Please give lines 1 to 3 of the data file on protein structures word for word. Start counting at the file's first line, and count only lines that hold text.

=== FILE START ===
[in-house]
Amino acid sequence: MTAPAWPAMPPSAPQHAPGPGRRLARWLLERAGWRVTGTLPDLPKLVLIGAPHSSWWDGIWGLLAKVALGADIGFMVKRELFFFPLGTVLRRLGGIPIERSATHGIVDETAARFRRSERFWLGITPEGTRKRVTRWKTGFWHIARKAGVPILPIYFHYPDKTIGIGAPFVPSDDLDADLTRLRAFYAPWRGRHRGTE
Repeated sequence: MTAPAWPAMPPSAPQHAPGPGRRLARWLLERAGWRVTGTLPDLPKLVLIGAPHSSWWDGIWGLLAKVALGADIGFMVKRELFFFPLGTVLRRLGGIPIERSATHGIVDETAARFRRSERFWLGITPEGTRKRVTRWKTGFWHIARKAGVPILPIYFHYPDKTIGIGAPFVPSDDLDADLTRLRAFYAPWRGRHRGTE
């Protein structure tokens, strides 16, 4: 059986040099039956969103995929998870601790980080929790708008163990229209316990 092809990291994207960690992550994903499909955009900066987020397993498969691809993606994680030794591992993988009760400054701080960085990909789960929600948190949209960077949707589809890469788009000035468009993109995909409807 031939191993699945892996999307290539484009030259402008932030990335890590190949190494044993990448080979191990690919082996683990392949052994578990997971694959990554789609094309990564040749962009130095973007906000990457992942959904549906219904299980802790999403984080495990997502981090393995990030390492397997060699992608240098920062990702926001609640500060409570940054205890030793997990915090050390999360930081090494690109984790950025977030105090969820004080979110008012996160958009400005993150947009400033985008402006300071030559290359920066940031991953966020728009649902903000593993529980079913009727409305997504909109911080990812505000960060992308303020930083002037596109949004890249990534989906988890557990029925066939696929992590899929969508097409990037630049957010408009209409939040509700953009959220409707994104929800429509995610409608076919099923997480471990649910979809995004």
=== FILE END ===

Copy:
[in-house]
Amino acid sequence: MTAPAWPAMPPSAPQHAPGPGRRLARWLLERAGWRVTGTLPDLPKLVLIGAPHSSWWDGIWGLLAKVALGADIGFMVKRELFFFPLGTVLRRLGGIPIERSATHGIVDETAARFRRSERFWLGITPEGTRKRVTRWKTGFWHIARKAGVPILPIYFHYPDKTIGIGAPFVPSDDLDADLTRLRAFYAPWRGRHRGTE
Repeated sequence: MTAPAWPAMPPSAPQHAPGPGRRLARWLLERAGWRVTGTLPDLPKLVLIGAPHSSWWDGIWGLLAKVALGADIGFMVKRELFFFPLGTVLRRLGGIPIERSATHGIVDETAARFRRSERFWLGITPEGTRKRVTRWKTGFWHIARKAGVPILPIYFHYPDKTIGIGAPFVPSDDLDADLTRLRAFYAPWRGRHRGTE